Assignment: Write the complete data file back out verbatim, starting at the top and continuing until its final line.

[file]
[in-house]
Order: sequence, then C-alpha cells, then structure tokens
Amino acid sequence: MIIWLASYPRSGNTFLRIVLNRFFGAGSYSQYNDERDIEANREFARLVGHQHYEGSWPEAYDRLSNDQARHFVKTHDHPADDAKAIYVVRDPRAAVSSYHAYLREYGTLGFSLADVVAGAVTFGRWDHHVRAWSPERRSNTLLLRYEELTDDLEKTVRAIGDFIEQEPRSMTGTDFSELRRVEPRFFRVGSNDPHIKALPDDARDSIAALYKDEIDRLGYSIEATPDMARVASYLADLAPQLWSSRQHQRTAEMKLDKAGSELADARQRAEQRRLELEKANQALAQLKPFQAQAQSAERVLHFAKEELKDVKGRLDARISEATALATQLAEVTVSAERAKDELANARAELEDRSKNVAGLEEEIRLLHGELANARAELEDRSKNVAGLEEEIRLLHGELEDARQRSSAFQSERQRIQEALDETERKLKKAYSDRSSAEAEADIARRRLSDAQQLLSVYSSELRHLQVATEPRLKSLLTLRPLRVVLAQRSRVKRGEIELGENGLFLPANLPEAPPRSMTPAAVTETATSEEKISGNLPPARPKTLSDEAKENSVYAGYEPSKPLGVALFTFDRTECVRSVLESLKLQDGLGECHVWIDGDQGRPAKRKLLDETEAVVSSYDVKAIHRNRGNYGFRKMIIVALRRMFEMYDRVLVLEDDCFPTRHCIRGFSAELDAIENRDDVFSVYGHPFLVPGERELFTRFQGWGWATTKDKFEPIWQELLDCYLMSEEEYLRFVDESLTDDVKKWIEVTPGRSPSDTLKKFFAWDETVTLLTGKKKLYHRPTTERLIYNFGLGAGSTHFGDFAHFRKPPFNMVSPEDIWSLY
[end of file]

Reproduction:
[in-house]
Order: sequence, then C-alpha cells, then structure tokens
Amino acid sequence: MIIWLASYPRSGNTFLRIVLNRFFGAGSYSQYNDERDIEANREFARLVGHQHYEGSWPEAYDRLSNDQARHFVKTHDHPADDAKAIYVVRDPRAAVSSYHAYLREYGTLGFSLADVVAGAVTFGRWDHHVRAWSPERRSNTLLLRYEELTDDLEKTVRAIGDFIEQEPRSMTGTDFSELRRVEPRFFRVGSNDPHIKALPDDARDSIAALYKDEIDRLGYSIEATPDMARVASYLADLAPQLWSSRQHQRTAEMKLDKAGSELADARQRAEQRRLELEKANQALAQLKPFQAQAQSAERVLHFAKEELKDVKGRLDARISEATALATQLAEVTVSAERAKDELANARAELEDRSKNVAGLEEEIRLLHGELANARAELEDRSKNVAGLEEEIRLLHGELEDARQRSSAFQSERQRIQEALDETERKLKKAYSDRSSAEAEADIARRRLSDAQQLLSVYSSELRHLQVATEPRLKSLLTLRPLRVVLAQRSRVKRGEIELGENGLFLPANLPEAPPRSMTPAAVTETATSEEKISGNLPPARPKTLSDEAKENSVYAGYEPSKPLGVALFTFDRTECVRSVLESLKLQDGLGECHVWIDGDQGRPAKRKLLDETEAVVSSYDVKAIHRNRGNYGFRKMIIVALRRMFEMYDRVLVLEDDCFPTRHCIRGFSAELDAIENRDDVFSVYGHPFLVPGERELFTRFQGWGWATTKDKFEPIWQELLDCYLMSEEEYLRFVDESLTDDVKKWIEVTPGRSPSDTLKKFFAWDETVTLLTGKKKLYHRPTTERLIYNFGLGAGSTHFGDFAHFRKPPFNMVSPEDIWSLY